15. david findley
    March 24, 2013 at 12:50 am #


    so, considering that you’re going to be a multimillionaire … well, how does it feel? Do you regret that you could have done this ten years ago? ;O) Can you believe that it started with a campaign for donations..?

    Are you planning to retire? Or do you think that you would enjoy continuing to milk the franchise? (you’d have to get a new art director, if you did. The streets are just too clean, the characters dangerously world-of-warcraft-ish. It’s just not good enough.)

    Whats the competition looking like in the future of cyberpunk?

    If you’re going to succeed, it might best be as a niche with an emphasis on text, contra the graphics monsters and the direction they’ve been taking RPG’s.

    If you go this way, you’ll be hiring writers in place of computer graphic designers, right?

    Are you accepting applications for writers? can I apply formally via resume? I think that for a modest salary, even part-time, I could contribute to a general effort for awesome story-line and plot.

  16. Robert Whitney
    March 24, 2013 at 6:48 am #


    Love the “behind the scenes” look on the artwork, and am very fascinated to see how the editor will work in more detail.

    Been waiting for this game since it’s original rumors and the kickstarter program!!

    Look forward to playing it soon.

  17. tilly
    March 24, 2013 at 1:18 pm #

    Very cool! :) And interesting to hear about how graphics are presented (e.g. increasing contrast on characters).

    Definitely have a greater appreciation for what you guys have done here. 😀

  18. CanRay
    March 24, 2013 at 2:05 pm #

    Love the combat-ready A-Team van from some other ‘runner group!

  19. Ginsu23
    March 25, 2013 at 4:04 am #

    Sounds like you guys put a lot of thought into character design. Is that iso read thing why the trolls have massive upper-bodies but tiny legs? It makes sense now. I’m hoping to get into designing characters for video games, so the more of this kind of stuff I read the better. Thanks guys.

  20. Tim Ridley
    March 26, 2013 at 2:31 pm #

    Great article! I’d love to see the painting process dev diary you alluded to. I Loved shadowrun on SNES and you guys are doing it great justice from what I’ve seen so far!

  21. Huscurian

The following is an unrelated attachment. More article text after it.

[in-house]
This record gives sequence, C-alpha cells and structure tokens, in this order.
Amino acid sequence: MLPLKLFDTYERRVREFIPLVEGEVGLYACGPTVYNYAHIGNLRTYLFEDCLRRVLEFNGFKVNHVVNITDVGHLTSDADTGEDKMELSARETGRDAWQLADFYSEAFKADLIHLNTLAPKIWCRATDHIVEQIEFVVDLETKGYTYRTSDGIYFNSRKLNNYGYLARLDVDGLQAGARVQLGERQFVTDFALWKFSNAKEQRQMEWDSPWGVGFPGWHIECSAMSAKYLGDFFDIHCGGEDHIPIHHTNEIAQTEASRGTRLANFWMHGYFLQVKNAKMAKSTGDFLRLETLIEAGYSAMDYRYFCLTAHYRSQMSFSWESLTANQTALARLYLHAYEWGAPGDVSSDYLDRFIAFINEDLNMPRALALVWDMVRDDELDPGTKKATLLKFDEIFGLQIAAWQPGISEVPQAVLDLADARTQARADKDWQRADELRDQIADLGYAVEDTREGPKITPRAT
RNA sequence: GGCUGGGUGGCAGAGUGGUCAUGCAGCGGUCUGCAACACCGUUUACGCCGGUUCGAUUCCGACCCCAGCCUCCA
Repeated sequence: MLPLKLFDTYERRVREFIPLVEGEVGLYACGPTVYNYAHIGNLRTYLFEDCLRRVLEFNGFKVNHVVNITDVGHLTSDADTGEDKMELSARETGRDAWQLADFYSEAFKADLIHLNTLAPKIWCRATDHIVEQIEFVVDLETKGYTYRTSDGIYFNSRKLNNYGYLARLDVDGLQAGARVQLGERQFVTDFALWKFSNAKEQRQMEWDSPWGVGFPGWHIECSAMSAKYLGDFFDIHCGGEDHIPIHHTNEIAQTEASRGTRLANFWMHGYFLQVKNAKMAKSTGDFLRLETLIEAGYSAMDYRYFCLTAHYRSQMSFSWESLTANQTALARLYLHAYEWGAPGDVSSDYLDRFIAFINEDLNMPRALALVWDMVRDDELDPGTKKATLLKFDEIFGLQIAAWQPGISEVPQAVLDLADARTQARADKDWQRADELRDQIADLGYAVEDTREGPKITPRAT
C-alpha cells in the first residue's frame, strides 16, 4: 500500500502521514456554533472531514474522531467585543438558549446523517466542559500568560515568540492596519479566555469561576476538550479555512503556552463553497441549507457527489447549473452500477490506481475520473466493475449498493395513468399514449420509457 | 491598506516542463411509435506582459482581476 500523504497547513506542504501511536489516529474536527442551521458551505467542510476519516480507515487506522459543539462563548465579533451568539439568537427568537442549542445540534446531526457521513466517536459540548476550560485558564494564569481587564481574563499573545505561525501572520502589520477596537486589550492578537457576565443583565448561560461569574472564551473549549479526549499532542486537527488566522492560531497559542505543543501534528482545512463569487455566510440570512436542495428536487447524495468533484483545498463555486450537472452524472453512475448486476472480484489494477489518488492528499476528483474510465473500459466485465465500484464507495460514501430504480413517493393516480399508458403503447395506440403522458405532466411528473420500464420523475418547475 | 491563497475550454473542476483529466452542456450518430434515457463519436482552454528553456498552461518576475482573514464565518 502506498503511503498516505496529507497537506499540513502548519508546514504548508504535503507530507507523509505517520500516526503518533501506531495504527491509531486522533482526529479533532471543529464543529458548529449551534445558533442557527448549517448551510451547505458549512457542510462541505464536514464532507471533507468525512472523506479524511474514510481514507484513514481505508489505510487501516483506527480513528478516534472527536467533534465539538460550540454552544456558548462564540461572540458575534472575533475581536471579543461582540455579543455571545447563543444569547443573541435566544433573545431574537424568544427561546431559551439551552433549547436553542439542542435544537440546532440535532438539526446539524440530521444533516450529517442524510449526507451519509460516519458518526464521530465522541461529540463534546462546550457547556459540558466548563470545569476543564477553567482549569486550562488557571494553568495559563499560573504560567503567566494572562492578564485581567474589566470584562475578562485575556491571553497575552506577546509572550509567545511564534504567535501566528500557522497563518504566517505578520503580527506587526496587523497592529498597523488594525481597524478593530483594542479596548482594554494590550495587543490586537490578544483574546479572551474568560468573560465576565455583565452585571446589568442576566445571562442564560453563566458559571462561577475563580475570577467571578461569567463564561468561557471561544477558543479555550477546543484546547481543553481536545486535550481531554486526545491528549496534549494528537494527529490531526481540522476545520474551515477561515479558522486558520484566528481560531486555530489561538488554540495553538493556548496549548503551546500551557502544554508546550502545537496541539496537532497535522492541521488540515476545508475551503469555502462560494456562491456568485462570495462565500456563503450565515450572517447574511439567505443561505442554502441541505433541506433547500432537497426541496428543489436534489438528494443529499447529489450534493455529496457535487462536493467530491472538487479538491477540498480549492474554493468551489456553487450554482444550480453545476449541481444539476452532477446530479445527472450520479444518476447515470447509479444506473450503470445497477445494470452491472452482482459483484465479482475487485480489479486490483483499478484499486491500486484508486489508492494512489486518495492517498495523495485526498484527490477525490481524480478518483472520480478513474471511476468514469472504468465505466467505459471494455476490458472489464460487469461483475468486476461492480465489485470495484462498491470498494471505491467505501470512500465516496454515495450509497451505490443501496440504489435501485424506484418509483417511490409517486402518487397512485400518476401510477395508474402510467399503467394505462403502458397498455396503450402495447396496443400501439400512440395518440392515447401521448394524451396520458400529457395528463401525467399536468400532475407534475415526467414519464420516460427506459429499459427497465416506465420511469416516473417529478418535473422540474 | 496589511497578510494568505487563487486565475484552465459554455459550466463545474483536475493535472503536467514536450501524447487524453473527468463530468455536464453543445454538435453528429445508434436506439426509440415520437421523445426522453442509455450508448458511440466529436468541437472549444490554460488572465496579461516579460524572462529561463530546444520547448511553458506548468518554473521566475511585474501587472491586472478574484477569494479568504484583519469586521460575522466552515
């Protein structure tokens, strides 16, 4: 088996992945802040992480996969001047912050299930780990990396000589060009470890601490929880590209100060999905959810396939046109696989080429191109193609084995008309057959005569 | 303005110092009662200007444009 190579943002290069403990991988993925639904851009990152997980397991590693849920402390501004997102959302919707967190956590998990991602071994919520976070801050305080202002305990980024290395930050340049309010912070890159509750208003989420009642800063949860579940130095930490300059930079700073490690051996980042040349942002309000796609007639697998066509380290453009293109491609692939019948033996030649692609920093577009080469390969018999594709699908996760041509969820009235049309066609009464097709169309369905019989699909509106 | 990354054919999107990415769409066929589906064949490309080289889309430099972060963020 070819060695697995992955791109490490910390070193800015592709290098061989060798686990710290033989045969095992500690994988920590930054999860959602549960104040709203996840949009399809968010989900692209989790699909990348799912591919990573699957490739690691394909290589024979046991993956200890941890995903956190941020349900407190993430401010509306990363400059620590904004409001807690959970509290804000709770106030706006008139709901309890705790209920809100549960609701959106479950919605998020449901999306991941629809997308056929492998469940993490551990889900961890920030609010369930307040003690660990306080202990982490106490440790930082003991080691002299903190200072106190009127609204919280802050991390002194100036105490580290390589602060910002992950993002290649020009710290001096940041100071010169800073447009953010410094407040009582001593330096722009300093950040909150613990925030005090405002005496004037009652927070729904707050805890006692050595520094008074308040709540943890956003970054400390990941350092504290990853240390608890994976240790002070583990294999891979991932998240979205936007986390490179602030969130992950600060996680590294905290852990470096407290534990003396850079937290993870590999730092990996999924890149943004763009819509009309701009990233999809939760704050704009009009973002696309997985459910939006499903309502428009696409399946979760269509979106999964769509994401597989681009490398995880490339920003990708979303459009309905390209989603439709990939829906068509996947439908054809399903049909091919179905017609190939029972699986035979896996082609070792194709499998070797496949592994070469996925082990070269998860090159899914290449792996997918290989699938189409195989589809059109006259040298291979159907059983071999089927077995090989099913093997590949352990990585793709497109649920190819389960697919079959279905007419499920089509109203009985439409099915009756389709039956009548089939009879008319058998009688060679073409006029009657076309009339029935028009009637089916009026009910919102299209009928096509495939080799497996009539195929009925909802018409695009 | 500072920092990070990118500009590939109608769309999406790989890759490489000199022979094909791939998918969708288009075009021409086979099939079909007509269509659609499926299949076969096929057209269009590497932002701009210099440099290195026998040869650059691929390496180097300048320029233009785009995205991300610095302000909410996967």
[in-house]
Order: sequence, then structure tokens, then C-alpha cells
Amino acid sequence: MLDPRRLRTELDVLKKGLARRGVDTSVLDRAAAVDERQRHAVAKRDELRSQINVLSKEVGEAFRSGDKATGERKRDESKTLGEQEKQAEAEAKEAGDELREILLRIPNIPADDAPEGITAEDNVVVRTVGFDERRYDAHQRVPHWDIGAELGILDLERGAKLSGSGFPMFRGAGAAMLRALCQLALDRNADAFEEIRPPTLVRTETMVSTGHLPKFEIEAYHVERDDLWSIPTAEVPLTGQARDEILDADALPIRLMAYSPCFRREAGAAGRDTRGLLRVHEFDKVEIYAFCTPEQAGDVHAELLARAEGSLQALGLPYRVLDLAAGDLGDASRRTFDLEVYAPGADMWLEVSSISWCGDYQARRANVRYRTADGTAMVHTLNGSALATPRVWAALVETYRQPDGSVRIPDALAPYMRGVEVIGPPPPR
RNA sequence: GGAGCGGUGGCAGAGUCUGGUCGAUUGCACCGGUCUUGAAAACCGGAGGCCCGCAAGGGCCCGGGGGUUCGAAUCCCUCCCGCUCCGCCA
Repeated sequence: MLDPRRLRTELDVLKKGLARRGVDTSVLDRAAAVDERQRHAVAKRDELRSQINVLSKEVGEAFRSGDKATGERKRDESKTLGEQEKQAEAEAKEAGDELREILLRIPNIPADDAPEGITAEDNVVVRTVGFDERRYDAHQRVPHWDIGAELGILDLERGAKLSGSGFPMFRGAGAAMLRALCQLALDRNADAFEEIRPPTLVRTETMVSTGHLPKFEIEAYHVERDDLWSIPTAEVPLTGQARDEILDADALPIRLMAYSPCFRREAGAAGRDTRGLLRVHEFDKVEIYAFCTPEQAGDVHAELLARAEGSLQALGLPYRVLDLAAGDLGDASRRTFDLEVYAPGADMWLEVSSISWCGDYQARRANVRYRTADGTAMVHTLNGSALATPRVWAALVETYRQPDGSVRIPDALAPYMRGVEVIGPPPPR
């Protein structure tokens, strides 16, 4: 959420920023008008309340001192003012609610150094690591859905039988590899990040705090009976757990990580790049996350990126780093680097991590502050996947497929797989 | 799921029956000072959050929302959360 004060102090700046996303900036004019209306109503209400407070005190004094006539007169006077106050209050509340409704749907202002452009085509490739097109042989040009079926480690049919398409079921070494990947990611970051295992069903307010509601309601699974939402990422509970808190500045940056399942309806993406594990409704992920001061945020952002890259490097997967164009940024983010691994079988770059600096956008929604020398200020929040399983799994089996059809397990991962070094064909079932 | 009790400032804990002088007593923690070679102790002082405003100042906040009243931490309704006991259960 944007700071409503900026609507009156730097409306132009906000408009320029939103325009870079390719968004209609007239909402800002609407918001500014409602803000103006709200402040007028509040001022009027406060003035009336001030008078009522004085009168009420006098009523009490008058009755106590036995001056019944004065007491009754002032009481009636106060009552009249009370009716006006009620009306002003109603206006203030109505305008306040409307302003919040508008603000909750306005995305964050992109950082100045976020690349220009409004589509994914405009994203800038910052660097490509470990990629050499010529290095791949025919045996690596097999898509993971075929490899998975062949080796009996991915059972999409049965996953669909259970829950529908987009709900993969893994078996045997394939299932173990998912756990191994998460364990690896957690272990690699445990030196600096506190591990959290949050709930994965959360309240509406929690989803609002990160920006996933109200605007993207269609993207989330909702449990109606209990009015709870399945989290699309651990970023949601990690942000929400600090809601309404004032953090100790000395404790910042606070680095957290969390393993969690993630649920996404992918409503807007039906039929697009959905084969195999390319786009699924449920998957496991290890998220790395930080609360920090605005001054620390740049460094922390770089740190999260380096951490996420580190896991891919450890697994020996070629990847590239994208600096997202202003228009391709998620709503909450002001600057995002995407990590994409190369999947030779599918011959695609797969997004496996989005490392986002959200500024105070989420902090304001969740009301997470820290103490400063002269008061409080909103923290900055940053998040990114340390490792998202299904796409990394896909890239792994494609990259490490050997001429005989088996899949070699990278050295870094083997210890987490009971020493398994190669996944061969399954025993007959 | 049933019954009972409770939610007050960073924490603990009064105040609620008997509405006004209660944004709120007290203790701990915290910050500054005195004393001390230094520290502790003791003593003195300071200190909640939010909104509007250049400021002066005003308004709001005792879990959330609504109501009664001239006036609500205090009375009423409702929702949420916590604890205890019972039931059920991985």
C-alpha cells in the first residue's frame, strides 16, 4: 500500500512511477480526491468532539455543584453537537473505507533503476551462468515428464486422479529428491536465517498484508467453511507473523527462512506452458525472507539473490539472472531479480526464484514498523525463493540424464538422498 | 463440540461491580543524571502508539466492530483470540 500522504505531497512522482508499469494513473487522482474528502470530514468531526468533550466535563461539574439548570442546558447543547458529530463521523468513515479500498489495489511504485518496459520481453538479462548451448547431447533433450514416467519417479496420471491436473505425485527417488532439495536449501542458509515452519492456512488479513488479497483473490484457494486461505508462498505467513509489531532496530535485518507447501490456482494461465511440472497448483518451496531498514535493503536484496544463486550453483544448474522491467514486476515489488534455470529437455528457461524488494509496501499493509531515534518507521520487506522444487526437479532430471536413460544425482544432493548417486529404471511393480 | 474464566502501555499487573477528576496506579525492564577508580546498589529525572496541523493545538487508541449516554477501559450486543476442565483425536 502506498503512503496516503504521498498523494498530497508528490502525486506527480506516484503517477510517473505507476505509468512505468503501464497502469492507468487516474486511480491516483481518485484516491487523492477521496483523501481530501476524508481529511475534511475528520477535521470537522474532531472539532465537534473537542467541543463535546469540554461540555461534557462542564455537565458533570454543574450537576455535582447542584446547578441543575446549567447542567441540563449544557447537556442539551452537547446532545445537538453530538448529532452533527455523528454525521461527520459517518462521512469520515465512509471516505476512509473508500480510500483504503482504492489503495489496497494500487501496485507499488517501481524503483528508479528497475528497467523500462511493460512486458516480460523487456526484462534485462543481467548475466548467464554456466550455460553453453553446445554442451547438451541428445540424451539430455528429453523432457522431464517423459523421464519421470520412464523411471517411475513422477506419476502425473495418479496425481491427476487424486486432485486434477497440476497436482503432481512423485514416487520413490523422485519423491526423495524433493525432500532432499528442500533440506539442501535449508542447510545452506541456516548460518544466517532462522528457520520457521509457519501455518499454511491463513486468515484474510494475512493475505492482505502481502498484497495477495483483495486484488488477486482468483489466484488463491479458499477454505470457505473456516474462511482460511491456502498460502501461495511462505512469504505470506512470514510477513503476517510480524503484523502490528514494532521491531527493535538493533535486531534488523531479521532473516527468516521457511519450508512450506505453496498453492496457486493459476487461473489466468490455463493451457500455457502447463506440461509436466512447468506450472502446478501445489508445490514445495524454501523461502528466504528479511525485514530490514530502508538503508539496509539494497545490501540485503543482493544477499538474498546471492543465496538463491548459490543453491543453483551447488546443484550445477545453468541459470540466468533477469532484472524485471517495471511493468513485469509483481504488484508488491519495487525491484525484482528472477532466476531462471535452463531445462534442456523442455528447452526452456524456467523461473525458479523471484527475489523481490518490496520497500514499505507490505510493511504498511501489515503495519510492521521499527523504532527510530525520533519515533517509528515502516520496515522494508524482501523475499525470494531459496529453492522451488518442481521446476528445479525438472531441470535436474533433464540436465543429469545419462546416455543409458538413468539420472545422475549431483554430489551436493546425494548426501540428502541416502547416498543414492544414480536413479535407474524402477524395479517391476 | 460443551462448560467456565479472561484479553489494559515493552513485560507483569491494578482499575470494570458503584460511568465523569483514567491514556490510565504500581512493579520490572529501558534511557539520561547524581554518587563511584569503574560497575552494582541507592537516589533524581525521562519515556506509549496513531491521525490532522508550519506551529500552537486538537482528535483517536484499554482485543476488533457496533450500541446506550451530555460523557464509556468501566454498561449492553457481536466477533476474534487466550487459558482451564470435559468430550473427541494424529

March 26, 2013 at 7:43 pm #

    I like how the editor is fleshed out. The painting/meshing/character designing guide should be come with as a package for the game! Why not include it in the basic or deluxe pre-order? 😛

    Man, I am glad this game is coming along nicely.

  22. Suminsky
    March 28, 2013 at 6:01 am #

    I want know about z sorting issues with the iso map, if the map is 2D, the z/depth buffer is not filled “correctly”, so how the 3D characters interacts with it? Since you mentioned using cubes shapes for the lights, do you use it also for z buffering? Or something like that? Id LOVE for details on that one..Maybe you have some sort of layering(always above/bellow player )..Im a die hard fan of 2D isometric.

  23. Case
    March 29, 2013 at 5:44 pm #

    I deeply regret not having trusted you guys during your kickstarter campaing! I’m sorry!!!!

    I don’t know if you already answered such question, but will you give us freedom to explore the whole setting of the game wihtout being restricted by story progression, or will Seattle be just a big dungeon were we need to go from point A to point B to advance the plot and unlock the next area?

    I apologize for all the errors i’ve probably made in this post, i’m still learning english

  24. Nagumo
    March 30, 2013 at 12:10 pm #

    Nice Backroundinformation…thx…

    Can’t wait to play my first payed Kickstarter Game :) You Guys make a dream come true, because i have said the last years several times that a remake of the Shadowrun Game from the Super NES would be so awesome –> And suddenly i found your page :)

  25. Quizmaster
    March 31, 2013 at 10:43 am #

    I, too, was sceptical at first, when the first drafts came out, but you really convinced me. I even raised the backer level, and I don’t regret one second of the 5 hours I spent taking soil samples in snow and rain to earn the money I sent you.

    Will it be possible to import stuff, like grafitti?

  26. rosco
    April 1, 2013 at 9:18 am #

    baby, you spoil me

  27. Bombzero
    April 6, 2013 at 8:50 pm #

    Looks like you guys are doing an amazing job of bringing SR to a new era of PC gaming.

  28. Daniel
    April 10, 2013 at 6:36 pm #

    Please add more environmental effects such as particles, light beams, wind, NPCs with errands, to make the world more alive!